Want to do a global health elective during medical school? Below is a step by step plan to get you started.
We are happy to help you in the Office of International Activities. Call for an appointment (962-6195) or stop by! (1066 Bondurant Hall).
The beginning of your first year is not too early to begin thinking about what you would be interested in doing. Often overseas correspondence and project organization entail long delays, so be patient and persistent. It is not impossible to put together a good project in a few months, but you will be less frantic if you have more time. Sometimes a trip can fall through for a variety of reasons. Start planning early and you will have more time to work out the kinks or make other plans. While reading through the list below, please note the suggested dates for completing each step and that many organizations (even those at UNC) will have earlier deadlines.
For an abbreviated guide and time line in PDF format, please click
Pre-Departure Requirements Checklist:
Only after you receive an email from the Shay Slifko in the OIA instructing you to do so, you will use the provided link to purchase your HTH travel health insurance. The email will include a link for purchasing HTH travel insurance and access to Sakai modules. (Please allow at least 7 business days to process the insurance form before emailing Shay Slifko)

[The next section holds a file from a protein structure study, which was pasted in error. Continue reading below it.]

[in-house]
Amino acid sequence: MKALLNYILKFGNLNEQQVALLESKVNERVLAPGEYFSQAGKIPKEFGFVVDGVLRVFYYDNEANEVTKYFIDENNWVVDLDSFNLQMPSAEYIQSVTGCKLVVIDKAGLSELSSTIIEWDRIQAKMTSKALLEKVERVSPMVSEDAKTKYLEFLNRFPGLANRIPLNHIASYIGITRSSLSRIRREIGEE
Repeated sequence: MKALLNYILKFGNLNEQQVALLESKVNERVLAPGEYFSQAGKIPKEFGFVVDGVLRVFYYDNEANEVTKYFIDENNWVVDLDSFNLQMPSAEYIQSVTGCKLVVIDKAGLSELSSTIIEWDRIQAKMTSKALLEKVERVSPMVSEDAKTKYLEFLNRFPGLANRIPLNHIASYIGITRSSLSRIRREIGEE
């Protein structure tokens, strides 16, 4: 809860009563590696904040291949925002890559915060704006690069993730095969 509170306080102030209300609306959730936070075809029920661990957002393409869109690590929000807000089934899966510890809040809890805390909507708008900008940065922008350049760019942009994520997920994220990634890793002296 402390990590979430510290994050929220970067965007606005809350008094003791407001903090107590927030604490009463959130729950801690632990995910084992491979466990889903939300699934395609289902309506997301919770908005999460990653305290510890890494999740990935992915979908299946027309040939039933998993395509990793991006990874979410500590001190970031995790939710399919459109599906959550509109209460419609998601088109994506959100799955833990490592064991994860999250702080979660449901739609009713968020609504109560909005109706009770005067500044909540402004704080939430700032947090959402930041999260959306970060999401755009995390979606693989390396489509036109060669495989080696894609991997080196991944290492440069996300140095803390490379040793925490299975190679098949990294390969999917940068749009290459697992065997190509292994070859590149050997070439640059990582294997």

2. Purchase through UNC. (You will receive an email from the OIA instructing you how to purchase HTH travel insurance and give you access to Sakai. Please allow at least 7 business days to process the insurance form before emailing Shay Slifko)
You will not receive the email instructing you to print your ID card until your registration information to HTH is sent (which depending on your travel dates can range up until a week prior to departure). The emails are generated by HTH since they have unique certificate #s. Please expect a few weeks before you receive the link to print your insurance card.
3. Register your Individual travel dates with the UNC Global Travel Registry/ Sign the
4. Complete the two required
5. Sign and submit the Code of Conduct
8. Register with the State Department, take care of any immunizations, and leave a copy of emergency plans and contact information with a family member.
(September - October) Get a clear understanding of what your options are for electives during medical school at UNC
UNC medical students can do global health electives during:
• Summer between 1st and 2nd year for 4-8 weeks. Six credits are available for electives during this period and ONLY 6 credits from pre-clinical courses can be counted towards the 18 elective credits necessary for graduation.
• As a 3rd year student, you can do one global health elective month (6 credits) ONLY if you postpone one of your clinical rotations (usually an outpatient medicine block) until the beginning of 4th year.
• As a 4th year student, you can do a total of two months (12 credits) of global health elective time. Generally, this would include two separate electives with clear objectives and learning opportunities. The best time is generally between January (after residency interviews) and March (before the required Capstone course). This needs to be carefully discussed with your faculty advisor and the Office of International Activities.